After two consecutive tournament disappointments, hope came back at the EuroBasket 2005 where the national team of Serbia and Montenegro was a host nation. Also, the legendary Željko Obradović became the national team head coach again. However, they were surprisingly eliminated in the play-off stage by France with an (74-71) loss, and finished in 9th place. Obradović stepped down shortly after the tournament, and blamed the bad atmosphere among the team star players for yet another failure. The national team participated at the 2006 FIBA World Cup on a wild card due to the results in the past, on initiative by FIBA prominent administrator Borislav Stanković. But, once again the national team of Serbia and Montenegro came up short, failing to impress finishing in 9th place.

On 21 May 2006, Montenegrins voted in an independence referendum, with 55.5% supporting independence. The subsequent Montenegrin proclamation of independence in June 2006 and the Serbian proclamation of independence on 5 June ended the State Union of Serbia and Montenegro and thus the last remaining vestiges of the former Yugoslavia.

SerbiaEdit

2006–2009: Continued disappointmentsEdit

Following the dissolution of the state union of Serbia and Montenegro, the national team participated at the EuroBasket 2007 and finished the competition in the group stage with three close losses. Also, they failed to qualify for the 2008 Summer Olympics, missing the Olympics for the first time after being suspended at the 1992 Summer Olympics.

2009–present: Silver generationEdit

A new generation led by legendary Dušan Ivković returned some of the old glory by taking the silver medal at Eurobasket 2009, and fourth place at the 2010 FIBA World Cup, with the youngest team.[9] However, the national team failed to reach the semifinals at the EuroBasket 2011 and EuroBasket 2013, thus way failing to qualify for the 2012 Summer Olympics, missing the second Olympics tournament in a row.

Following EuroBasket 2013, Ivković stepped away from the position and Serbian basketball hall of famer Aleksandar Đorđević stepped in. Đorđević led the team to three silver medals at the 2014 FIBA World Cup[10] the 2016 Summer Olympics and EuroBasket 2017.

HonoursEdit

Medals tableEdit

Games Gold Silver Bronze Total
Summer Olympics 0 2 0 2
FIBA World Cup 2 1 0 3
EuroBasket 3 2 1 6
Mediterranean Games 0 1 1 2
Diamond Ball 1 1 0 2
Stanković Cup 0 0 1 1
Grand Totals 6 7 2 16

CompetitionsEdit

Name of the nation during the tournaments:

TeamEdit

 
Aleksandar Đorđević - current head coach

Current rosterEdit

Serbia national basketball team – 2019 FIBA Basketball World Cup roster
Players Coaches
Pos. No. Name Age – Date of birth Height Club Ctr.
SF 5 Simonović, Marko 33 – (1986-05-30)30 May 1986 2.03 m (6 ft 8 in) Zenit St. Petersburg  
SG 7 Bogdanović, Bogdan 27 – (1992-08-18)18 August 1992 1.98 m (6 ft 6 in) Sacramento Kings  
F 8 Bjelica, Nemanja 31 – (1988-05-09)9 May 1988 2.08 m (6 ft 10 in) Sacramento Kings  
F 11 Lučić, Vladimir 30 – (1989-06-17)17 June 1989 2.03 m (6 ft 8 in) Bayern Munich  
C 13 Raduljica, Miroslav (C) 31 – (1988-01-05)5 January 1988 2.13 m (7 ft 0 in) Jiangsu Dragons  
PF 14 Birčević, Stefan 29 – (1989-12-13)13 December 1989 2.10 m (6 ft 11 in) Baskets Bonn  
F/C 15 Jokić, Nikola 24 – (1995-02-19)19 February 1995 2.13 m (7 ft 0 in) Denver Nuggets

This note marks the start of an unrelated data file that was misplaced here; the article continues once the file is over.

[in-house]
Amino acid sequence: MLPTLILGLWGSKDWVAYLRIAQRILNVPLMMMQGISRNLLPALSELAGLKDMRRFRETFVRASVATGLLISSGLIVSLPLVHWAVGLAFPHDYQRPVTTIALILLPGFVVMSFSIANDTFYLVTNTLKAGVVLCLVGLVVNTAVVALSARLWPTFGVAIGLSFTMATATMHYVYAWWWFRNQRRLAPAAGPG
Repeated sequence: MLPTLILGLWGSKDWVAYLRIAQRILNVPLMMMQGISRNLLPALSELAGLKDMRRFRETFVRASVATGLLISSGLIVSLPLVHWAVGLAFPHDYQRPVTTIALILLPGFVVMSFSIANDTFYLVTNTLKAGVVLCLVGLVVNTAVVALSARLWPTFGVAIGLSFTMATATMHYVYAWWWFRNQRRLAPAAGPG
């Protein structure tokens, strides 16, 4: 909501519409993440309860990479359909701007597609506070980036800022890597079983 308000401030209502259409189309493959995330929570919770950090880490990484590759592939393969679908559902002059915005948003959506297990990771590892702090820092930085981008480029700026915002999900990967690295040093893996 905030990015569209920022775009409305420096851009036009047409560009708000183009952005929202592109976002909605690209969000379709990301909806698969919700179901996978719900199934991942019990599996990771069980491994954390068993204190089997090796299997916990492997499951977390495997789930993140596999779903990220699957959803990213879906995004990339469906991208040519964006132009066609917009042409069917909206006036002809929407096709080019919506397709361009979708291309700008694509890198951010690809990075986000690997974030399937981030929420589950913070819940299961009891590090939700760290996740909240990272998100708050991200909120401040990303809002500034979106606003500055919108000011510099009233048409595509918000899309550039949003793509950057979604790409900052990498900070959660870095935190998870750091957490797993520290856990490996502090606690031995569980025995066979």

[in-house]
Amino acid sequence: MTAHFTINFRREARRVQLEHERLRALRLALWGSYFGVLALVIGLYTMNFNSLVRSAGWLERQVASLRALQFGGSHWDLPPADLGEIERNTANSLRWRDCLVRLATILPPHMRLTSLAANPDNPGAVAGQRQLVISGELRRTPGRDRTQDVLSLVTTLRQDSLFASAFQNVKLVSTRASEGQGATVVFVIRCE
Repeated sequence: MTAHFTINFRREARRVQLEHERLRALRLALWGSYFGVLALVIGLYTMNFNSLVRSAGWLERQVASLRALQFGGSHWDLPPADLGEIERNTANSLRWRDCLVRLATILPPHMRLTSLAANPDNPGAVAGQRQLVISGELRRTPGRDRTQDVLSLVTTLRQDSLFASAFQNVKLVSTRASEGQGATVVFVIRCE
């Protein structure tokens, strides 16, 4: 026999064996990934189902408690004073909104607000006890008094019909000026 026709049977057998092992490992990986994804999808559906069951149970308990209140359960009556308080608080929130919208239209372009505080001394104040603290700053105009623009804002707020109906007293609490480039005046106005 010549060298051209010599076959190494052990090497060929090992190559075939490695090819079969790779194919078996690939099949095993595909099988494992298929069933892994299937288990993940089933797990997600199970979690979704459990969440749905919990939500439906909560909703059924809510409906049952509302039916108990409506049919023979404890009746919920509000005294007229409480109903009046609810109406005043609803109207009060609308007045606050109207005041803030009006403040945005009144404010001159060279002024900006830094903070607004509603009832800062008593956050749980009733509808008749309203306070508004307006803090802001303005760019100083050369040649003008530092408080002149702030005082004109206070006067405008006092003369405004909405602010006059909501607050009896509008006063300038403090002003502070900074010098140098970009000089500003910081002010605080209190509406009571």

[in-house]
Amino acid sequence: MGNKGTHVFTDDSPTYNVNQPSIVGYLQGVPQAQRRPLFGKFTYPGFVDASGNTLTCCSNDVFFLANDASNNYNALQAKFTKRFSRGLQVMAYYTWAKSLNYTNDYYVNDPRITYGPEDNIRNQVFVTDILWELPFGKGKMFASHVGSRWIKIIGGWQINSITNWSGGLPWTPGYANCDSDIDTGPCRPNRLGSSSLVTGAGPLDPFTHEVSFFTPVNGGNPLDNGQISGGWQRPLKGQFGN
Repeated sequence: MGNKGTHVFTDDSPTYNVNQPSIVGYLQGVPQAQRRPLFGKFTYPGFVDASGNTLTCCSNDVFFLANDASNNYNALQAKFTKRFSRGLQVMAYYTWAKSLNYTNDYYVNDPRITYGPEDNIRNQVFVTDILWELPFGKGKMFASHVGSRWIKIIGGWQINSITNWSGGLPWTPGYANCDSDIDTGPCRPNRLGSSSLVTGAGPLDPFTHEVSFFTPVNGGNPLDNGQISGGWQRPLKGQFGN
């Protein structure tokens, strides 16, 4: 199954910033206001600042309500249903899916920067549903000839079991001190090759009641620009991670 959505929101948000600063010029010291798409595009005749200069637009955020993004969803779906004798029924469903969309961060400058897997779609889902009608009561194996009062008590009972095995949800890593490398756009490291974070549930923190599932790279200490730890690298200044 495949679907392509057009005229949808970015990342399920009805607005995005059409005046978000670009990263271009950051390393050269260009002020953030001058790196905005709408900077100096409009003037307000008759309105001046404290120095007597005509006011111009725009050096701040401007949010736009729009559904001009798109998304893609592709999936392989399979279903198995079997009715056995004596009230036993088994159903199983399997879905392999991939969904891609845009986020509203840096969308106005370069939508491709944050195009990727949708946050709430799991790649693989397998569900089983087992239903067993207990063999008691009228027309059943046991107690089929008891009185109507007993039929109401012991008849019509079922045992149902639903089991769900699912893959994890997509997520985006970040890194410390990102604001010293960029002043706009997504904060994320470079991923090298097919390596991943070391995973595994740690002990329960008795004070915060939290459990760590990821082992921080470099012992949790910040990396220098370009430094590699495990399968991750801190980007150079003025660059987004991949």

C 21 Milutinov, Nikola 24 – (1994-12-13)13 December 1994 2.13 m (7 ft 0 in) Olympiacos  
PG 22 Micić, Vasilije 25 – (1994-01-13)13 January 1994 1.97 m (6 ft 6 in) Anadolu Efes  
SG 23 Gudurić, Marko 24 – (1995-03-08)8 March 1995 2.00 m (6 ft 7 in) Fenerbahçe  
PG 24 Jović, Stefan 28 – (1990-11-03)3 November 1990 1.99 m (6 ft 6 in) Bayern Munich  
C 51 Marjanović, Boban 31 – (1988-08-15)15 August 1988 2.21 m (7 ft 3 in) Philadelphia 76ers  
Head coach
Assistant coach(es)
Legend
  • (C) Team captain
  • Club – describes last
    club before the tournament
  • Age – describes age
    on 31 August 2019

Depth chartEdit

Pos. Starting 5 Bench 1 Bench 2
C Nikola Jokić Nikola Milutinov Boban Marjanović
PF Nemanja Bjelica Stefan Birčević Miroslav Raduljica
SF Vladimir Lučić Marko Simonović
SG Bogdan Bogdanović Marko Gudurić
PG Stefan Jović Vasilije Micić

Past rostersEdit

Head coachesEdit

Notable playersEdit

Multiple medal winnersEdit

This is a list of people who have won two or more medals, who represented FR Yugoslavia / Serbia and Montenegro or Serbia since 1995.

Individual awardsEdit

International competitionsEdit

Other notable achievementsEdit

Notable coachesEdit

See alsoEdit

ReferencesEdit

  1. ^ "FIBA Ranking Presented by Nike". FIBA. 26 February 2019. Retrieved 26 February 2019.
  2. ^ "Profile: Serbia (SRB)". fiba.com. FIBA. Retrieved 24 May 2018.
  3. ^ http://kosmagazin.com/atina-2-juli-1995/
  4. ^ [1]
  5. ^ "FIBA WORLD RANKING". fiba.com. Retrieved 3 February 2018.
  6. ^ "PR no.22: Montenegro becomes 213th FIBA Member". fiba.com. 28 August 2006. Archived from the original on 28 August 2017. Retrieved 30 August 2017.CS1 maint: BOT: original-url status unknown (link)
  7. ^ a b "BASKETBALL; U.S. an Embarrassed Sixth as Yugoslavia Takes the Gold". nytimes.com. THE ASSOCIATED PRESS. 9 September 2002. Retrieved 8 April 2017.
  8. ^ "Jugoslavija pobedila "Dream team"". b92.net (in Serbian). Beta. 6 September 2002. Retrieved 8 April 2017.
  9. ^ "Duda otpisao Milosavljevića". B92.net (in Serbian). BETA. Retrieved 6 August 2012.
  10. ^ "Srbija srebrna, 'vanzemaljci' Ameri šampioni". B92.net (in Serbian). BETA. Retrieved 15 September 2014.

External linksEdit